A call recording and analysis solution can also provide a buyer engagement score so you can objectively see how your efforts to engage buyers are paying off.
How effective is your sales pitch?
Battle-tested, management-endorsed sales pitches are great, but let’s get real: sales pros often customize their spiel to the situation and to the buyer, often on the fly. In truth, no conversation is exactly the same as another; there are just too many variables.
So how do you know when to stick to the script and when to take a creative detour? You could start by examining your recent meeting notes. Try to recall your approach to these prospects and customers. What topics seemed to resonate? If you’re using a conversation intelligence tool, use the AI analysis to more easily figure out how effective you are.
Experiment during meetings, too. Next time you talk to a buyer, try asking exploratory questions in a different order and see how that person responds. Try to think like a scientist. What variables can you change? Make note of any interesting findings.
Sales is both art and science, and a little experimentation keeps you ready for any challenge.
Are you a fast talker?
If you tend to get excited about, say, an exciting product feature and cannot wait to tell each buyer every little detail about it, subconsciously hoping that some of your excitement will trickle down to them and they will buy… not so fast.
While you may have learned the product from the inside out, your buyer is new to this and may be overwhelmed by your onslaught of talking points, features and benefits.
Are you making yourself understood?
Pace matters. Credibility grows when you pause frequently, allowing concepts to linger a little longer. Think of an inspiring speaker (even from outside the business world). What do you like about their style? Are they rushing through, or slowing down so their message sinks in?
To compare yourself to your speaking role model, first you need to hear yourself speak. If you aren’t yet using conversation intelligence to record sales calls, a voice memo app on your smartphone can help in the interim.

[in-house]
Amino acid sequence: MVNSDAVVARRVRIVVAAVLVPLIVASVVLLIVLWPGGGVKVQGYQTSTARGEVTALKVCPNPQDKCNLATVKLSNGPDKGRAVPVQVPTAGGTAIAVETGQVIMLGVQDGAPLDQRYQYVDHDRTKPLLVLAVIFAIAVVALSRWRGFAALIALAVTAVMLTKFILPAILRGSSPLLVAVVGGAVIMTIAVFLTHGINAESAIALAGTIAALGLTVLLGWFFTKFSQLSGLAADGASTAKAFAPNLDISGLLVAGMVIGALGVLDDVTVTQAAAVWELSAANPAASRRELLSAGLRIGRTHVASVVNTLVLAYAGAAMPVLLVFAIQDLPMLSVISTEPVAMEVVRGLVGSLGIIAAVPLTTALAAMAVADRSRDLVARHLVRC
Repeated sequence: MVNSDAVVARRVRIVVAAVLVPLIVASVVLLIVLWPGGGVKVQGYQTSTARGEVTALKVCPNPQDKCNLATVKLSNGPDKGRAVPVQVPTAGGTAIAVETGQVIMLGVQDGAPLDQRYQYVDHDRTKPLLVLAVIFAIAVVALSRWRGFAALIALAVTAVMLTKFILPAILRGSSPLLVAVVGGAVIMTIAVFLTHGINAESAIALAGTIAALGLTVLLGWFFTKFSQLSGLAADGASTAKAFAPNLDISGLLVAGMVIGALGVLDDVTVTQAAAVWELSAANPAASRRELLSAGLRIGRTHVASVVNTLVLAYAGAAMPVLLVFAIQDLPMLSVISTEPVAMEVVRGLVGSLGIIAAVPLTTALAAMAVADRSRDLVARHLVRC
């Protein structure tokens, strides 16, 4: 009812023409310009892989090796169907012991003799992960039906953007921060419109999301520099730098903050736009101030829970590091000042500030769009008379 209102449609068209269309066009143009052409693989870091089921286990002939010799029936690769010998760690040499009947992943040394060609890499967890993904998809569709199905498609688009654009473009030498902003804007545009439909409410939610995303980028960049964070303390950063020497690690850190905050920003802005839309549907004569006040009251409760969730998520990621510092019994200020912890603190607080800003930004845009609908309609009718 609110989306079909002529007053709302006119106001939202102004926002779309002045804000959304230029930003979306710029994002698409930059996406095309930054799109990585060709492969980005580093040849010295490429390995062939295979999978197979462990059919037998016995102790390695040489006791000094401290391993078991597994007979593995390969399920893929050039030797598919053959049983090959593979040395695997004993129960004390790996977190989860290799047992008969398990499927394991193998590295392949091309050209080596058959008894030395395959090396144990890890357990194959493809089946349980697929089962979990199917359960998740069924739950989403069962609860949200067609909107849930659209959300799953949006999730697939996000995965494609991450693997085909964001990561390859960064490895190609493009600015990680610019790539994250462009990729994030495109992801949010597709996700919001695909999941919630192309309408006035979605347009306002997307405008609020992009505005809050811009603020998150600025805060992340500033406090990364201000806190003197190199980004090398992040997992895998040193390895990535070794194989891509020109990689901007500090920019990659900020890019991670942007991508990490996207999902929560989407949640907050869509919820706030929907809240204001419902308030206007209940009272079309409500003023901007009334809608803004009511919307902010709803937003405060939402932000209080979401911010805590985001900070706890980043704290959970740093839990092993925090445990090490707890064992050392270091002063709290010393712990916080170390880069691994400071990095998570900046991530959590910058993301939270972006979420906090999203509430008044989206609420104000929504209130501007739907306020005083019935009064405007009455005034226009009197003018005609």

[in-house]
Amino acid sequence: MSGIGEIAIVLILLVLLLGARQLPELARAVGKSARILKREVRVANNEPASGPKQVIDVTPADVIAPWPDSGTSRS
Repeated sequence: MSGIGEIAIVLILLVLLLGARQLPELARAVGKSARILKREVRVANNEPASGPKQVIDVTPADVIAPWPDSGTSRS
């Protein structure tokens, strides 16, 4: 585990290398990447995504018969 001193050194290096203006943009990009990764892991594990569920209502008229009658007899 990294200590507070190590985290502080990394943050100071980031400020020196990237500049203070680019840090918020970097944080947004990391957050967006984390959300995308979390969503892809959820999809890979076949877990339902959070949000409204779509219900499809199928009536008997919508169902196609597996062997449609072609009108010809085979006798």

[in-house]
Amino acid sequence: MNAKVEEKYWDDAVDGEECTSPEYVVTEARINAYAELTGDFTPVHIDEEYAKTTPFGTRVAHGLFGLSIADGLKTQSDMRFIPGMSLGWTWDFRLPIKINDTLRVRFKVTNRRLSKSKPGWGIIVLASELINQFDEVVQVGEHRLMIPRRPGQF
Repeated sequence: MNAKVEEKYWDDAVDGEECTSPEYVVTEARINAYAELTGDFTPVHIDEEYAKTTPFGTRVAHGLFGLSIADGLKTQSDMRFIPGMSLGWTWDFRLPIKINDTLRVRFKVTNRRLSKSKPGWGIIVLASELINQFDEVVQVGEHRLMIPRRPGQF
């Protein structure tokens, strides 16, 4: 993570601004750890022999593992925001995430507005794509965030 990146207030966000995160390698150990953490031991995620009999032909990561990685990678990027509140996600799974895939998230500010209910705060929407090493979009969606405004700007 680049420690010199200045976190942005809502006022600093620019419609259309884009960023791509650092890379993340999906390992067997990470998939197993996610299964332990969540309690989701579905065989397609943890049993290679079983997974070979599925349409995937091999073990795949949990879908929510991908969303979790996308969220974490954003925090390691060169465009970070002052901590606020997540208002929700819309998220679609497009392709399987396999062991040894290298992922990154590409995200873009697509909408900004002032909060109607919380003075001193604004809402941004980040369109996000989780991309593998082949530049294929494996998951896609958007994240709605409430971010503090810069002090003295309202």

Listening to yourself provides aha moments – you’ll be able to critique your pace and pitch while becoming aware of any and all filler words (“um,” “like,” “you know” and others)— so you can use them less.
Speaking clearly and concisely is a highly useful skill in the workplace and out. It may not be listed on job postings, but it’s an added advantage you can bring toany job.
Learning is key to growth
At this point, you have a good idea of how to improve your sales career with continuous learning. And you’ve explored the skills that matter to sales professionals.
Authenticity, empathy, active listening, speaking clearly, are all key to working with people and being successful; the good news is, anyone can improve with time and practice.
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Keep improving your sales career with continuous learning.
Now, you’re ready for a self-assessment of your strengths and weaknesses. The more you know about your gaps, the faster you can fill them. And to assess your performance at scale, listening to conversation recordings really helps.
Opportunities to learn are everywhere. There’s a wealth of free content on the internet: websites, blogs, and YouTube videos galore). If your workplace offers opportunities for targeted coaching and training, take them.
People skills matter more than ever. We all want to feel connected to others, remotely or not, and someone with higher than average social IQ will not only be better at sales, but also enjoy their work life that much more.